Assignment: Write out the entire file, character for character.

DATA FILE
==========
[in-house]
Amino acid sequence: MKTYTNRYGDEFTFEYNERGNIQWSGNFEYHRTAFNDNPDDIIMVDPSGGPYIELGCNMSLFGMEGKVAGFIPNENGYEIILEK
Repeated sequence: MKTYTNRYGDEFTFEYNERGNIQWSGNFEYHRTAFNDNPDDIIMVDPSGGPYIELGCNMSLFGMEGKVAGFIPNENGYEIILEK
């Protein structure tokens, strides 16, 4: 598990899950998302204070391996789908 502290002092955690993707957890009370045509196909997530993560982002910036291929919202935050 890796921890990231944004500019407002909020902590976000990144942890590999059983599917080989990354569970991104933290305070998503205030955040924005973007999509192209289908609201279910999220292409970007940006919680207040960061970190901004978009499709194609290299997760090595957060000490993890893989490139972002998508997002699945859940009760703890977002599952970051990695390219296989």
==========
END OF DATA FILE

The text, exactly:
[in-house]
Amino acid sequence: MKTYTNRYGDEFTFEYNERGNIQWSGNFEYHRTAFNDNPDDIIMVDPSGGPYIELGCNMSLFGMEGKVAGFIPNENGYEIILEK
Repeated sequence: MKTYTNRYGDEFTFEYNERGNIQWSGNFEYHRTAFNDNPDDIIMVDPSGGPYIELGCNMSLFGMEGKVAGFIPNENGYEIILEK
């Protein structure tokens, strides 16, 4: 598990899950998302204070391996789908 502290002092955690993707957890009370045509196909997530993560982002910036291929919202935050 890796921890990231944004500019407002909020902590976000990144942890590999059983599917080989990354569970991104933290305070998503205030955040924005973007999509192209289908609201279910999220292409970007940006919680207040960061970190901004978009499709194609290299997760090595957060000490993890893989490139972002998508997002699945859940009760703890977002599952970051990695390219296989």